Why do dryland farmers in the Deccan practice Ecological Agriculture?
A presentation by Ms Bidakanne Chandramma and Yerrolla Jayappa
from the Deccan Development Society, Hyderabad, Andhra Pradesh, India
|In the International Ecoagriculture Conference and Practisioner's Fair held at World Agroforestry Centre in Nairobi, Kenya from 27th September to 1st October 2004|
Dryland ecological farming in the Zaheerabad region of Deccan is characterised by its diversity. Farmers practice this diversity for a number of reasons.
The first of these reasons is the risk insurance that such diversity
provides to the farmer.
One of the most important contributors to this nutritional security is the host of uncultivated greens that they can harvest from their fields as a result of their practice of ecological agriculture. Free from the chemical fertilisers and pesticides, the so called weeds are not weeds at all for ecological farmers. They are either food for humans or for the cattle or medicine plants for both.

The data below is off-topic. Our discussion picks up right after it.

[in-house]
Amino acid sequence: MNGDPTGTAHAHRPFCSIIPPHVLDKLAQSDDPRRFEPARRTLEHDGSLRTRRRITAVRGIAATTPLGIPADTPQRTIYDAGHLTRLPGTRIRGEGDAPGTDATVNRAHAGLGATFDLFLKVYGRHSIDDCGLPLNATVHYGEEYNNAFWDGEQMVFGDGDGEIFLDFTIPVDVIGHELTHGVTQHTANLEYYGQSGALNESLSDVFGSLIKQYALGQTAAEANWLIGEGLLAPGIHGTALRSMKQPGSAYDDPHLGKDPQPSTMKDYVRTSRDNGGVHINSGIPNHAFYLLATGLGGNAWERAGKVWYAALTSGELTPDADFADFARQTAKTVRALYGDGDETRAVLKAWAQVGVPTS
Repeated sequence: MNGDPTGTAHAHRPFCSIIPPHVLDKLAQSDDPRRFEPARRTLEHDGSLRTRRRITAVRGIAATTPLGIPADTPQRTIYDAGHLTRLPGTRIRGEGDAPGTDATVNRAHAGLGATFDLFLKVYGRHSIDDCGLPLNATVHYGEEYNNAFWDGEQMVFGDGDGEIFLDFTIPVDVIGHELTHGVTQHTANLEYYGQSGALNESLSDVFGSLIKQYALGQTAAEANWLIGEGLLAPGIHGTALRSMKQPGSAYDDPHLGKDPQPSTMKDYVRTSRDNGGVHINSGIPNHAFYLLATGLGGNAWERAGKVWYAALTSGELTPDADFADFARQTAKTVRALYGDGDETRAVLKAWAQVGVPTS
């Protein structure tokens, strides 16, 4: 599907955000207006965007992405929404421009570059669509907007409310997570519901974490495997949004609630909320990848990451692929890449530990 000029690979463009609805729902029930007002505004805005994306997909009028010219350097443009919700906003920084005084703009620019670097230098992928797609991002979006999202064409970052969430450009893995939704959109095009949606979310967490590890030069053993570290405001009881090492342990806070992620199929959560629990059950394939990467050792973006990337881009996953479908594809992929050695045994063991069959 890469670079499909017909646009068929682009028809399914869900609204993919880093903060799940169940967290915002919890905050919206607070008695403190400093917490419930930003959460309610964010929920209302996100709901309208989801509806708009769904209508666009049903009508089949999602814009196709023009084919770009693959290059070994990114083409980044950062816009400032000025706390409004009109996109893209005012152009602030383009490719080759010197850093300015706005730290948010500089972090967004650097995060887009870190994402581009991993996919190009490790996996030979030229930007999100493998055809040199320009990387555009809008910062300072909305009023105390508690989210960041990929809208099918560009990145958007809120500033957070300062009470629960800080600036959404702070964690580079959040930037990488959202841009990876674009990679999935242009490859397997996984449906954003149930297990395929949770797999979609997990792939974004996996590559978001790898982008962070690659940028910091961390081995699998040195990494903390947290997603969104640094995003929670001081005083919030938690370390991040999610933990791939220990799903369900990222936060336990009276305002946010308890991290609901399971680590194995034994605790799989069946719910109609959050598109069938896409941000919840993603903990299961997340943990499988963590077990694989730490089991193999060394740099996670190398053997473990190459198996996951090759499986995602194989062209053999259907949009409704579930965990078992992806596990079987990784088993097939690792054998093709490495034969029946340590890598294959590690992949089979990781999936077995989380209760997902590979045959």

The cropping pattern is designed to insure against various climatic
and pest factors. They include early maturing varieties, late maturing
varieties so as to meet with early and late monsoons. They have varieties
that can grow with deficit rainfall, excess rainfall and
Medicinal properties of different foods also factors itself into the biodiversity of the ecological farms of the Deccan. Each food has a special quality that is important for the folk healthcare systems of the region. If Little millet is eaten for its cool quality, Foxtail millet is used for its warmth. Horsegram clears the body of kidney stones while sorghum is good for the diabetics. Almost every crop combines this food-medicine property and therefore for the poor a very important source for their healthcare.
The fourth factor that prompts farmers to practice ecological agriculture is the diverse needs of their culture and rituals. Each of the festivals of the region demands a particular food crop and together the scores of festivals of the region ensure that there is a religious need to maintain the biodiversity in agriculture.
There is no seed in this system that does not answer the need of a
medicine or of fodder or of food or of nutrition. Every crop is good
for the soil, good for the human and good for the animal. It is this
character of the diverse cropping system in the Deccan that sustains
the ecological agriculture from the farmers point of view.